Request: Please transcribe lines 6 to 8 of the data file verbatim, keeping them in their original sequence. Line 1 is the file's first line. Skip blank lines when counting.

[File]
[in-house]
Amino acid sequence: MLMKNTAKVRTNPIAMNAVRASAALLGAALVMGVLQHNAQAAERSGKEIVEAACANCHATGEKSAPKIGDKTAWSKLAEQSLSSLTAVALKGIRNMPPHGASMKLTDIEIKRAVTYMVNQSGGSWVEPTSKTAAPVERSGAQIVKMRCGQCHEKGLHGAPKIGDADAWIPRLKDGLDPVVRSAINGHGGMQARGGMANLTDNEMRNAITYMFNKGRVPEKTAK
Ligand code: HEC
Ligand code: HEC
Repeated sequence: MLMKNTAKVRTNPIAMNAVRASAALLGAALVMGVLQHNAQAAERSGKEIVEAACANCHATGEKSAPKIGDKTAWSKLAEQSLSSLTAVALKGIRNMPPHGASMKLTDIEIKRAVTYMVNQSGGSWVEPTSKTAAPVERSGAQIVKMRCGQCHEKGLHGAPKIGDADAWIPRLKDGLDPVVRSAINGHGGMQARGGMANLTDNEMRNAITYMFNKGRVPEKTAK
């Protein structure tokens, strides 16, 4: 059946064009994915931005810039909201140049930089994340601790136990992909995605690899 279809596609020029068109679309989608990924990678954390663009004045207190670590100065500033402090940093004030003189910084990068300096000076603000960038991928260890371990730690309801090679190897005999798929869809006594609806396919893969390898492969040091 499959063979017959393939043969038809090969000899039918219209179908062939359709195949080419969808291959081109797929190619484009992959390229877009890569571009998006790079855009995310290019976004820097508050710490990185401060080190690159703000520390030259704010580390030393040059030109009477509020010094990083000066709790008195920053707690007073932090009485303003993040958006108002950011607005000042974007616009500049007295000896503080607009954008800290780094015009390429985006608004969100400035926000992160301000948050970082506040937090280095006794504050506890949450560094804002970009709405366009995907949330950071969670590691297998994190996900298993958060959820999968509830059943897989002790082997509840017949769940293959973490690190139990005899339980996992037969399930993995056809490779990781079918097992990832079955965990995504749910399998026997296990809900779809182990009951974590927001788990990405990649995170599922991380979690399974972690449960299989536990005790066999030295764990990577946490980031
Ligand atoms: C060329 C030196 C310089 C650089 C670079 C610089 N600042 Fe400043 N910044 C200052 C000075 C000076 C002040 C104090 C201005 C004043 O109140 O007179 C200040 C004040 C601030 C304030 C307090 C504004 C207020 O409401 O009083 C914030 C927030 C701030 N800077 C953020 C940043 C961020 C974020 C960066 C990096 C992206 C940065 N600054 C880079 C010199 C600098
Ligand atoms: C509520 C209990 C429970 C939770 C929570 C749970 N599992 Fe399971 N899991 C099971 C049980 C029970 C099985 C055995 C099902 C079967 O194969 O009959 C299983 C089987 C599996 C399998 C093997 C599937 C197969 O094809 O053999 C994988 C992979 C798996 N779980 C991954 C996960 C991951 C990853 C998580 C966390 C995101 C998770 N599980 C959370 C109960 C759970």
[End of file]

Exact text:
């Protein structure tokens, strides 16, 4: 059946064009994915931005810039909201140049930089994340601790136990992909995605690899 279809596609020029068109679309989608990924990678954390663009004045207190670590100065500033402090940093004030003189910084990068300096000076603000960038991928260890371990730690309801090679190897005999798929869809006594609806396919893969390898492969040091 499959063979017959393939043969038809090969000899039918219209179908062939359709195949080419969808291959081109797929190619484009992959390229877009890569571009998006790079855009995310290019976004820097508050710490990185401060080190690159703000520390030259704010580390030393040059030109009477509020010094990083000066709790008195920053707690007073932090009485303003993040958006108002950011607005000042974007616009500049007295000896503080607009954008800290780094015009390429985006608004969100400035926000992160301000948050970082506040937090280095006794504050506890949450560094804002970009709405366009995907949330950071969670590691297998994190996900298993958060959820999968509830059943897989002790082997509840017949769940293959973490690190139990005899339980996992037969399930993995056809490779990781079918097992990832079955965990995504749910399998026997296990809900779809182990009951974590927001788990990405990649995170599922991380979690399974972690449960299989536990005790066999030295764990990577946490980031
Ligand atoms: C060329 C030196 C310089 C650089 C670079 C610089 N600042 Fe400043 N910044 C200052 C000075 C000076 C002040 C104090 C201005 C004043 O109140 O007179 C200040 C004040 C601030 C304030 C307090 C504004 C207020 O409401 O009083 C914030 C927030 C701030 N800077 C953020 C940043 C961020 C974020 C960066 C990096 C992206 C940065 N600054 C880079 C010199 C600098
Ligand atoms: C509520 C209990 C429970 C939770 C929570 C749970 N599992 Fe399971 N899991 C099971 C049980 C029970 C099985 C055995 C099902 C079967 O194969 O009959 C299983 C089987 C599996 C399998 C093997 C599937 C197969 O094809 O053999 C994988 C992979 C798996 N779980 C991954 C996960 C991951 C990853 C998580 C966390 C995101 C998770 N599980 C959370 C109960 C759970």